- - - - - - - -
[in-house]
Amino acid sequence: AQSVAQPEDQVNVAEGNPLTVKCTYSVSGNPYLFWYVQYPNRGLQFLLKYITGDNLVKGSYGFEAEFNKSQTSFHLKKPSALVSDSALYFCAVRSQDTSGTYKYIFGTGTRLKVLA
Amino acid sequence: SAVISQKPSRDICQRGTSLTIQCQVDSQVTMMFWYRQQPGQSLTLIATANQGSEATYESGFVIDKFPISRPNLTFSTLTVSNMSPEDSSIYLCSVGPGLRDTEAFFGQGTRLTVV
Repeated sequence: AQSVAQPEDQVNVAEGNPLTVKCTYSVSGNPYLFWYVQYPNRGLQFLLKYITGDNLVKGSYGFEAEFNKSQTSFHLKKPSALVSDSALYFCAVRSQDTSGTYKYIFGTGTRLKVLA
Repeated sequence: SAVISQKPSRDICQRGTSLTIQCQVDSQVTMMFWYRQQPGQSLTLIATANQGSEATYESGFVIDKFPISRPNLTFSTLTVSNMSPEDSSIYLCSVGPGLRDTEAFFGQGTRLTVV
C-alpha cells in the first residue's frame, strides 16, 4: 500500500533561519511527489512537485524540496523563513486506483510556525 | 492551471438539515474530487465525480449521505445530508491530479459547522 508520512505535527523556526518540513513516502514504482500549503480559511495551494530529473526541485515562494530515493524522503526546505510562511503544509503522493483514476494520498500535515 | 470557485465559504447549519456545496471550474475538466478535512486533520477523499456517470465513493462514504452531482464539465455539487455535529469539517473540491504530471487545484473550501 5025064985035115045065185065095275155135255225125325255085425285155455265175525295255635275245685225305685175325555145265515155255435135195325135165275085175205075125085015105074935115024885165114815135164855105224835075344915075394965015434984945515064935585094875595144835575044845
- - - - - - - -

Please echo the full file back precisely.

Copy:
[in-house]
Amino acid sequence: AQSVAQPEDQVNVAEGNPLTVKCTYSVSGNPYLFWYVQYPNRGLQFLLKYITGDNLVKGSYGFEAEFNKSQTSFHLKKPSALVSDSALYFCAVRSQDTSGTYKYIFGTGTRLKVLA
Amino acid sequence: SAVISQKPSRDICQRGTSLTIQCQVDSQVTMMFWYRQQPGQSLTLIATANQGSEATYESGFVIDKFPISRPNLTFSTLTVSNMSPEDSSIYLCSVGPGLRDTEAFFGQGTRLTVV
Repeated sequence: AQSVAQPEDQVNVAEGNPLTVKCTYSVSGNPYLFWYVQYPNRGLQFLLKYITGDNLVKGSYGFEAEFNKSQTSFHLKKPSALVSDSALYFCAVRSQDTSGTYKYIFGTGTRLKVLA
Repeated sequence: SAVISQKPSRDICQRGTSLTIQCQVDSQVTMMFWYRQQPGQSLTLIATANQGSEATYESGFVIDKFPISRPNLTFSTLTVSNMSPEDSSIYLCSVGPGLRDTEAFFGQGTRLTVV
C-alpha cells in the first residue's frame, strides 16, 4: 500500500533561519511527489512537485524540496523563513486506483510556525 | 492551471438539515474530487465525480449521505445530508491530479459547522 508520512505535527523556526518540513513516502514504482500549503480559511495551494530529473526541485515562494530515493524522503526546505510562511503544509503522493483514476494520498500535515 | 470557485465559504447549519456545496471550474475538466478535512486533520477523499456517470465513493462514504452531482464539465455539487455535529469539517473540491504530471487545484473550501 5025064985035115045065185065095275155135255225125325255085425285155455265175525295255635275245685225305685175325555145265515155255435135195325135165275085175205075125085015105074935115024885165114815135164855105224835075344915075394965015434984945515064935585094875595144835575044845